While it felt initially uncomfortable, I had to ask new choristers to listen rather than sing on some pieces that had little rehearsal time or simply weren’t coming together; in particular, when preparing for Advent and Christmas with limited rehearsal time. Each year I find myself coveting additional rehearsal time as we approach the beginning of the new liturgical year. Annually, the Cathedral choir sings a requiem setting the first Sunday of November as we remember the deceased of the parish. We dedicate many hours to requiem settings such as the Duruflé, Fauré, Victoria, Rutter, and Andrew Wright (TRINITAS 4628). The timing is tough as Advent and Christmas is literally just around the corner. As countless Advent and Christmas motets were distributed, I could see an overwhelmed look upon the faces of these new members. How could we possibly spend enough rehearsal time on the 30 to 40 pieces that span many years of usage? The result was that I had to ask new members to more or less “fake it” and mouth the words on some pieces in order to achieve the freedom of sound to which we were accustomed.

Most new members of a choir will respect such a request gracefully. They are eager to contribute positively and will comply for the good of the group. The real challenge is when someone doesn’t.

Previous years of choral experience does not mean a chorister is exempt from watching the conductor, is allowed to choose one’s own tempo or cut off wherever he or she desires. When I said, “Anyone who has not sung this piece before, please listen the first time,” I should have been more specific and inserted, “under my direction.” No two conductors will interpret a piece the exact same way. It’s the privilege and role of the conductor to make a piece work with the given choir, in the given space, and under her own musical interpretation. After several individual conversations with no consideration for change, I made a decision for the benefit of the choir to sever the relationship and ask the chorister to abandon association with the choir. It is one of the most difficult circumstances I’ve encountered during my tenure, but to continue on was corrupting the morale and accomplishments of the choir.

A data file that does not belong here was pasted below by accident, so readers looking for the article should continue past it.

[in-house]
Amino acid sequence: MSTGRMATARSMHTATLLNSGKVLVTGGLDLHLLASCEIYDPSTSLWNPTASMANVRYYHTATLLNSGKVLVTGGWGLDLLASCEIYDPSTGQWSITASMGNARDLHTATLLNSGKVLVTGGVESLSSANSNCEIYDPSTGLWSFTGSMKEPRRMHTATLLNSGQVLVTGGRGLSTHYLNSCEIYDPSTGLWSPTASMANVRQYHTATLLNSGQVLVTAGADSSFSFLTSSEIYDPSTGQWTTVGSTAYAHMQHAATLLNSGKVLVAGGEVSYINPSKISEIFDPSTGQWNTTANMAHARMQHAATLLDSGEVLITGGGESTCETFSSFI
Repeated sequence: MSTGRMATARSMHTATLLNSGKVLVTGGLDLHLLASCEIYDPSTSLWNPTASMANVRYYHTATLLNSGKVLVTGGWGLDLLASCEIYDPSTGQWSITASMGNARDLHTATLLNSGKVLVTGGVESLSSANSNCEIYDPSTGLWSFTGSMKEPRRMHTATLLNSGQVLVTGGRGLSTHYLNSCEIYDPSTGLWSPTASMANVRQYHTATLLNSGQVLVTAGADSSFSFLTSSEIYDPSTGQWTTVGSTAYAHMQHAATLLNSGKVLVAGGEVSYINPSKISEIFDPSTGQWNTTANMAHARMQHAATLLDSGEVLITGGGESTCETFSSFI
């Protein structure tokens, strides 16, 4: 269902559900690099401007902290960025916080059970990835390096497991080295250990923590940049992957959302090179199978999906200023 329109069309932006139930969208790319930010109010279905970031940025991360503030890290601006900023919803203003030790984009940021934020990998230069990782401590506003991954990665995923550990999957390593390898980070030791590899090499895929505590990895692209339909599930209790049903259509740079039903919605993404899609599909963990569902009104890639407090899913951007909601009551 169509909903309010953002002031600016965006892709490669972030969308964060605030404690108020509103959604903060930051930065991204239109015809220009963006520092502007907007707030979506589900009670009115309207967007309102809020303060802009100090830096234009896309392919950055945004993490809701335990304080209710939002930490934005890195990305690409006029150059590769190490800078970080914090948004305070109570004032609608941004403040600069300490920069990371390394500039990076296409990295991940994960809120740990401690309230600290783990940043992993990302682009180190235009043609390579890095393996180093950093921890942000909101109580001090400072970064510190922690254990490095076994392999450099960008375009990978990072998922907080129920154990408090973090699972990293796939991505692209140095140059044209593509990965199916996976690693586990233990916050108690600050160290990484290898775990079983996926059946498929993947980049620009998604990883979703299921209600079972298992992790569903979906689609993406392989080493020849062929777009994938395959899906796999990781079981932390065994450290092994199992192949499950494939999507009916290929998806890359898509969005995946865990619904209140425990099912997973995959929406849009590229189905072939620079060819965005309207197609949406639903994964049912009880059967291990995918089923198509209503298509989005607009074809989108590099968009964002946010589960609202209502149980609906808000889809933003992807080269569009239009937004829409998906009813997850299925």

So, how many is too many? Knowing that people often join a liturgical choir without fully realizing the magnitude of the commitment, it has been my experience that, from time to time, new members come and go. Should you take five and be thrilled if three or four remain? Should you take no more than one new voice per section? It’s a difficult and very important decision to make.

If you intentionally take as many new members as possible, call it a building year! Progress will be slow. It’s an investment in the future and you should go into the year with that intent. However, it is important that seasoned members of the choir know your intention. They must be patient, understanding, and supportive of both you and the new members. The reward, perhaps a few years down the road, will be great!